But we have given ourselves a divine power to criticise Japs for whaling and keep on culling our native fauna and fish our seas dry..

  22. Andrew, there was no hyperbole in my bit. What is wrong with telling the truth about a nation built on genocide, massacres, land theft and so on? A nation that has helped to invade, bomb and slaughter in more countries than the Chinese ever have and then demanding the Chinese or anyone else give a toss what we say?

    No re-education camps but constant vilification, checking by ASIO, phones tapped in the case of Julian Burnside and others, demonising in the cases of Frank Brennan and Marcus Einfeld, bankruptcy in the case of others.

    Brutal forced deportations on false papers, the deportation of 8 month pregnant women to China for forced abortions, 14 or more deaths in those concentration camps built by Ruddock.

    Small beer many might think but it is not hyperbole and by saying ‘we are not perfect’ is the biggest cop out of your life.

    While the coalition of slaughter are in Iraq and Afghanistan for no reason we have no rights anymore to condemn anyone.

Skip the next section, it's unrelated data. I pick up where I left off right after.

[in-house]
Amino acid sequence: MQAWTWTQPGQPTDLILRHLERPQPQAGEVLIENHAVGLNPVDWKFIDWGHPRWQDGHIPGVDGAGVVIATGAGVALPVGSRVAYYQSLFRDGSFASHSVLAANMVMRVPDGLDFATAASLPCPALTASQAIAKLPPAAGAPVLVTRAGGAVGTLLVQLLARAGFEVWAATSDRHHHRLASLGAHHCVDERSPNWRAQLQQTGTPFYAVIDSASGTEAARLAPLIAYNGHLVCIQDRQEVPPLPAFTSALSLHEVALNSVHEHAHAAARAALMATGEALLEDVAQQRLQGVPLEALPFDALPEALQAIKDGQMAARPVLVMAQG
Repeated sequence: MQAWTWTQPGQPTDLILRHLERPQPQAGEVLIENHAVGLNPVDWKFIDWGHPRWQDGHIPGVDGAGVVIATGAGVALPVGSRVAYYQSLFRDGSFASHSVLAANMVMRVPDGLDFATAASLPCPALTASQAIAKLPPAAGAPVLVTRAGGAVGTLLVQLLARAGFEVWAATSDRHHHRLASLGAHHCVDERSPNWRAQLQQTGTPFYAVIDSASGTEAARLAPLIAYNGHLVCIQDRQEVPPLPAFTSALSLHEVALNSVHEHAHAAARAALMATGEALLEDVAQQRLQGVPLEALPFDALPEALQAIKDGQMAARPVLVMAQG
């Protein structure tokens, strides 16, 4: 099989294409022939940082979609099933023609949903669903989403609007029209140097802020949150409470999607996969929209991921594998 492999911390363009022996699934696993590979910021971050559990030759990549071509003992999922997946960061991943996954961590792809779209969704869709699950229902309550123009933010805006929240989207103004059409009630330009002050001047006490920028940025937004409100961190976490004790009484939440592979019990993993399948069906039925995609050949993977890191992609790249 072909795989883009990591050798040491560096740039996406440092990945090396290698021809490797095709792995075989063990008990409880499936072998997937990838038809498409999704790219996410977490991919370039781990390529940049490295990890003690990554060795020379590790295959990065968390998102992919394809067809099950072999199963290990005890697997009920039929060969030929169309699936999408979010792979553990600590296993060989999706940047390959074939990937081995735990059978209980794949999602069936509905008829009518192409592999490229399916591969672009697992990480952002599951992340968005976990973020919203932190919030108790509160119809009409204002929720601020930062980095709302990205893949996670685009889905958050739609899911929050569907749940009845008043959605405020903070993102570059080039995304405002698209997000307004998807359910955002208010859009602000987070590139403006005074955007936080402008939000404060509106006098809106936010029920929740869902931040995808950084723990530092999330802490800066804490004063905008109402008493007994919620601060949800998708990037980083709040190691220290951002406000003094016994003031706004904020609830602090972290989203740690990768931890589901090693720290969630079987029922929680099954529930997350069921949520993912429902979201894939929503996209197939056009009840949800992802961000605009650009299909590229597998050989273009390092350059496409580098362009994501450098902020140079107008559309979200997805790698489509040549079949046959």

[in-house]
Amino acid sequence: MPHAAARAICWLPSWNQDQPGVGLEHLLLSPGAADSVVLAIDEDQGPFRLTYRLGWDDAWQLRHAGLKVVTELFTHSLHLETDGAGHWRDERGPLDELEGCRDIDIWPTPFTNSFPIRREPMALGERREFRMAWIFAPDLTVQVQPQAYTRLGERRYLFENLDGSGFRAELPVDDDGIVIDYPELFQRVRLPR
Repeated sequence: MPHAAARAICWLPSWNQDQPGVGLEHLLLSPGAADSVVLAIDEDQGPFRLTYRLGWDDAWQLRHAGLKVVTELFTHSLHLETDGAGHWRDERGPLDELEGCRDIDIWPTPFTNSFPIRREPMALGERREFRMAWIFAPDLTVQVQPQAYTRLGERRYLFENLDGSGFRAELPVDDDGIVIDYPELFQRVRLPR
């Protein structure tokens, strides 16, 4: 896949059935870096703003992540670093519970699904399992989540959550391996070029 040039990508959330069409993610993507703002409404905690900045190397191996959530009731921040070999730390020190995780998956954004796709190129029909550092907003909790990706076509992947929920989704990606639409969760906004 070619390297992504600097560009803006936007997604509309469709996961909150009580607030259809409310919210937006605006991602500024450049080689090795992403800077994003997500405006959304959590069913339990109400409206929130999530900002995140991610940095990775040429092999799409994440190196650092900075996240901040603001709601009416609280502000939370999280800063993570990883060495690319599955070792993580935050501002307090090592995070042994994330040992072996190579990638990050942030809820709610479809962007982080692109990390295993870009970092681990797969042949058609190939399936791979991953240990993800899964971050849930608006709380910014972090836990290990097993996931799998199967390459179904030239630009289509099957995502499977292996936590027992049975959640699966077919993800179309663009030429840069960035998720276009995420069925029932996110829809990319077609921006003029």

It is a bit like a wife beater condemning another wife beater don’t you think?

  23. If each of us were to boycott the companies that sponsor the Olympic games, refuse to watch the games coverage on TV, refuse as far as possible to buy chinese-made goods, we could have an impact. The Chinese could, if sufficiently angered, go elsewhere for their minerals and the other things we sell them – would we be worse off? What is principle worth? Most new clothing in shops is Chinese made, but it possible to buy clothing in second-hand shops that isn’t (or if it was, it doesn’t enrich China any more) and fabric from India and other countries can be purchased. We need to look hard at how we got into this situation, where we have little ability, for example, to buy cheap footwear not Chinese made. It is possible, however.

  24. Hi Andrew.

    A sporting boycott of the Beijing Olympics would deprive Australian drug abusers the chance to win against all the other people cheating due to the bar being sent so high by their previously cheating peers.

    What I’m really trying to say is: the games are already pretty debased and meaningless, so I wouldn’t mind too much if Australia pulled out. However, given the lengths athletes go to in order to get into the events in the first place, I don’t know how many would agree to a boycott. Then there’s the backlash from the media interests who would stand to lose oodles of cash if Australia were out. It’s a tough ask.

  25. Good morning Andrew,

    Thanks for the article, and your further illumination of your thoughts on the matter.

    Whilst I respect your arguments, my emotional link to the process sends me to the opposite conclusion.